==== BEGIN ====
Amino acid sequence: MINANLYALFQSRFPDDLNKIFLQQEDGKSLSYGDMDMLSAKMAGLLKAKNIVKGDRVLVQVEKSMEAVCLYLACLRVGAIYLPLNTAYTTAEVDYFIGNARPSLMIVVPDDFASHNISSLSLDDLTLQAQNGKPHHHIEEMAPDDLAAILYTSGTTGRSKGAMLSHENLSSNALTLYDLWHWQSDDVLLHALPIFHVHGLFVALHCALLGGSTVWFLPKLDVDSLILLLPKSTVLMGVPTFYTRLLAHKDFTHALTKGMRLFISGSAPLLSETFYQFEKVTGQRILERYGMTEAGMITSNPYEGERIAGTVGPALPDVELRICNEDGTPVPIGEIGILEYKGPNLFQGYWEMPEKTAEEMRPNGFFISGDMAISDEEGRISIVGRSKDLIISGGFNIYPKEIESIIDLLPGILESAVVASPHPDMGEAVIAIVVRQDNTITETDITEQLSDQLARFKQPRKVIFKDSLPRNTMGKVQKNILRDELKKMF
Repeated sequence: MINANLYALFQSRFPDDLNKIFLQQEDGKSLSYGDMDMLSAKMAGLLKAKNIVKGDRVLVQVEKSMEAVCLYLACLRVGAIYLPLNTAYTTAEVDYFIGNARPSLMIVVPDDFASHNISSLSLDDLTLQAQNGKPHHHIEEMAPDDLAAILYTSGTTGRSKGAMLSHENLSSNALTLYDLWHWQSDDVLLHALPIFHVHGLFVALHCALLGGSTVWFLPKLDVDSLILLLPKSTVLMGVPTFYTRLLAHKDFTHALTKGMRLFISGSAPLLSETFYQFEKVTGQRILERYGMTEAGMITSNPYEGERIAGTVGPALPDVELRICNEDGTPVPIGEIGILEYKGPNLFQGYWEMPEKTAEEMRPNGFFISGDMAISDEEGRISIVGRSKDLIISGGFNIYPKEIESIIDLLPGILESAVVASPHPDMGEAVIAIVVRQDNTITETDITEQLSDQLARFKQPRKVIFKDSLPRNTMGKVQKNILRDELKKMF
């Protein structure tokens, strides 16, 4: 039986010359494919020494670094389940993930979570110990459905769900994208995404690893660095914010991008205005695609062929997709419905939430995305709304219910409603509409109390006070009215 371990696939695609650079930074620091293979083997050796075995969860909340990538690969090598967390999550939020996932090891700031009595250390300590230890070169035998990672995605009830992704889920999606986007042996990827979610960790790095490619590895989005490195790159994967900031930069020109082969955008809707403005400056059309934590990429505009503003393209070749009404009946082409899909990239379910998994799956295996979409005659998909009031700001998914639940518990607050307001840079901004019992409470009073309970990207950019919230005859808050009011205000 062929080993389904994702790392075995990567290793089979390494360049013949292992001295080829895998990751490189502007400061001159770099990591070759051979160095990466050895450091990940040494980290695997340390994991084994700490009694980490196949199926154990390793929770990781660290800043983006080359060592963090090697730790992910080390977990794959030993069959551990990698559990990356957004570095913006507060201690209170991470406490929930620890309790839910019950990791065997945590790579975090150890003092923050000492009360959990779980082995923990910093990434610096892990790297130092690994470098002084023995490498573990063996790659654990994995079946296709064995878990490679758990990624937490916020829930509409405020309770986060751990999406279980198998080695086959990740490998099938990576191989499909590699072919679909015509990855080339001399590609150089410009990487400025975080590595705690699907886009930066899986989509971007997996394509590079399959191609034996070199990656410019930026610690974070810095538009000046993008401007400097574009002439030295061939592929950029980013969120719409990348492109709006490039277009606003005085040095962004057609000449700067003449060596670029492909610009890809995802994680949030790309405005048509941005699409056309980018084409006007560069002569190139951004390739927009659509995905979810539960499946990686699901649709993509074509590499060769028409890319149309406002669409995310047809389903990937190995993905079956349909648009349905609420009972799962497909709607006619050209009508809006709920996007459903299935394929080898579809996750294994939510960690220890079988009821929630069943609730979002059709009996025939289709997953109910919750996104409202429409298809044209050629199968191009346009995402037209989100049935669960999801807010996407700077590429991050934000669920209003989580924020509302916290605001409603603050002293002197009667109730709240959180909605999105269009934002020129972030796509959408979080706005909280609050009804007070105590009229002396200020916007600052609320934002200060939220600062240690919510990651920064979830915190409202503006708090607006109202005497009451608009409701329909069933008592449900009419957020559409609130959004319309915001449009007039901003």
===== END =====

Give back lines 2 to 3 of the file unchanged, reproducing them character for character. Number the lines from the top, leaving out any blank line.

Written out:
Repeated sequence: MINANLYALFQSRFPDDLNKIFLQQEDGKSLSYGDMDMLSAKMAGLLKAKNIVKGDRVLVQVEKSMEAVCLYLACLRVGAIYLPLNTAYTTAEVDYFIGNARPSLMIVVPDDFASHNISSLSLDDLTLQAQNGKPHHHIEEMAPDDLAAILYTSGTTGRSKGAMLSHENLSSNALTLYDLWHWQSDDVLLHALPIFHVHGLFVALHCALLGGSTVWFLPKLDVDSLILLLPKSTVLMGVPTFYTRLLAHKDFTHALTKGMRLFISGSAPLLSETFYQFEKVTGQRILERYGMTEAGMITSNPYEGERIAGTVGPALPDVELRICNEDGTPVPIGEIGILEYKGPNLFQGYWEMPEKTAEEMRPNGFFISGDMAISDEEGRISIVGRSKDLIISGGFNIYPKEIESIIDLLPGILESAVVASPHPDMGEAVIAIVVRQDNTITETDITEQLSDQLARFKQPRKVIFKDSLPRNTMGKVQKNILRDELKKMF
């Protein structure tokens, strides 16, 4: 039986010359494919020494670094389940993930979570110990459905769900994208995404690893660095914010991008205005695609062929997709419905939430995305709304219910409603509409109390006070009215 371990696939695609650079930074620091293979083997050796075995969860909340990538690969090598967390999550939020996932090891700031009595250390300590230890070169035998990672995605009830992704889920999606986007042996990827979610960790790095490619590895989005490195790159994967900031930069020109082969955008809707403005400056059309934590990429505009503003393209070749009404009946082409899909990239379910998994799956295996979409005659998909009031700001998914639940518990607050307001840079901004019992409470009073309970990207950019919230005859808050009011205000 062929080993389904994702790392075995990567290793089979390494360049013949292992001295080829895998990751490189502007400061001159770099990591070759051979160095990466050895450091990940040494980290695997340390994991084994700490009694980490196949199926154990390793929770990781660290800043983006080359060592963090090697730790992910080390977990794959030993069959551990990698559990990356957004570095913006507060201690209170991470406490929930620890309790839910019950990791065997945590790579975090150890003092923050000492009360959990779980082995923990910093990434610096892990790297130092690994470098002084023995490498573990063996790659654990994995079946296709064995878990490679758990990624937490916020829930509409405020309770986060751990999406279980198998080695086959990740490998099938990576191989499909590699072919679909015509990855080339001399590609150089410009990487400025975080590595705690699907886009930066899986989509971007997996394509590079399959191609034996070199990656410019930026610690974070810095538009000046993008401007400097574009002439030295061939592929950029980013969120719409990348492109709006490039277009606003005085040095962004057609000449700067003449060596670029492909610009890809995802994680949030790309405005048509941005699409056309980018084409006007560069002569190139951004390739927009659509995905979810539960499946990686699901649709993509074509590499060769028409890319149309406002669409995310047809389903990937190995993905079956349909648009349905609420009972799962497909709607006619050209009508809006709920996007459903299935394929080898579809996750294994939510960690220890079988009821929630069943609730979002059709009996025939289709997953109910919750996104409202429409298809044209050629199968191009346009995402037209989100049935669960999801807010996407700077590429991050934000669920209003989580924020509302916290605001409603603050002293002197009667109730709240959180909605999105269009934002020129972030796509959408979080706005909280609050009804007070105590009229002396200020916007600052609320934002200060939220600062240690919510990651920064979830915190409202503006708090607006109202005497009451608009409701329909069933008592449900009419957020559409609130959004319309915001449009007039901003």